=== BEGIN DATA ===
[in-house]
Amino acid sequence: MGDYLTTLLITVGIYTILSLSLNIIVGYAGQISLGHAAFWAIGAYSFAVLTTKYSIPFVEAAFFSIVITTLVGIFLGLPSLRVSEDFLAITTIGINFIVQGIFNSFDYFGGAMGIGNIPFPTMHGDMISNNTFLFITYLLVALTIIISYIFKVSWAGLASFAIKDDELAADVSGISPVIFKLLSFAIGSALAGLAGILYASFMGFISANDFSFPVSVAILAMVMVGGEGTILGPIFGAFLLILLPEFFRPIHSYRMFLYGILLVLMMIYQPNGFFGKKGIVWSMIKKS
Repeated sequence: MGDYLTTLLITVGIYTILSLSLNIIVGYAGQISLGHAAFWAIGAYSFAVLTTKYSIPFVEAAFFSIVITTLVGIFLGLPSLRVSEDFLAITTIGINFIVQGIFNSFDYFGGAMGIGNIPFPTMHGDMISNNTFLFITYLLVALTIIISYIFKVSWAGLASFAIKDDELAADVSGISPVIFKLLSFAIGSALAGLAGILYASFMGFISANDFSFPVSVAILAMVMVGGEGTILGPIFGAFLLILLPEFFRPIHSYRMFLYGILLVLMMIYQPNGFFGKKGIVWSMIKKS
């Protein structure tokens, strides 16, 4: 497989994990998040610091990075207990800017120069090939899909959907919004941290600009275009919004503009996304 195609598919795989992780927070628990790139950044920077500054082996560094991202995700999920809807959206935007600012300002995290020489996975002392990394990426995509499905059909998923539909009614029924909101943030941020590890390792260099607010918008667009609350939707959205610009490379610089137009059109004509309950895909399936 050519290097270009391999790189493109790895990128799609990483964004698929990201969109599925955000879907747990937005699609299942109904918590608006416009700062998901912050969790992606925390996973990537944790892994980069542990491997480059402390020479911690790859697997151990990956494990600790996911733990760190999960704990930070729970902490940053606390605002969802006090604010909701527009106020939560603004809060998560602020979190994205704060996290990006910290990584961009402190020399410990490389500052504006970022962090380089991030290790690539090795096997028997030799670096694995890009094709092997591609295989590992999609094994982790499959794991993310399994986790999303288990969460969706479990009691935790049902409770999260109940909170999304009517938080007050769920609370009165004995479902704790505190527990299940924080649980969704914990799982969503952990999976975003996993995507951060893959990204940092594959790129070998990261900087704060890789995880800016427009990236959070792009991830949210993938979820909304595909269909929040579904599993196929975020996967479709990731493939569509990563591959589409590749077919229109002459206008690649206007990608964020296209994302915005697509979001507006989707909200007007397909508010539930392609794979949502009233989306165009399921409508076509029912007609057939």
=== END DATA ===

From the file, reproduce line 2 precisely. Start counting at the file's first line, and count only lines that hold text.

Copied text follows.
Amino acid sequence: MGDYLTTLLITVGIYTILSLSLNIIVGYAGQISLGHAAFWAIGAYSFAVLTTKYSIPFVEAAFFSIVITTLVGIFLGLPSLRVSEDFLAITTIGINFIVQGIFNSFDYFGGAMGIGNIPFPTMHGDMISNNTFLFITYLLVALTIIISYIFKVSWAGLASFAIKDDELAADVSGISPVIFKLLSFAIGSALAGLAGILYASFMGFISANDFSFPVSVAILAMVMVGGEGTILGPIFGAFLLILLPEFFRPIHSYRMFLYGILLVLMMIYQPNGFFGKKGIVWSMIKKS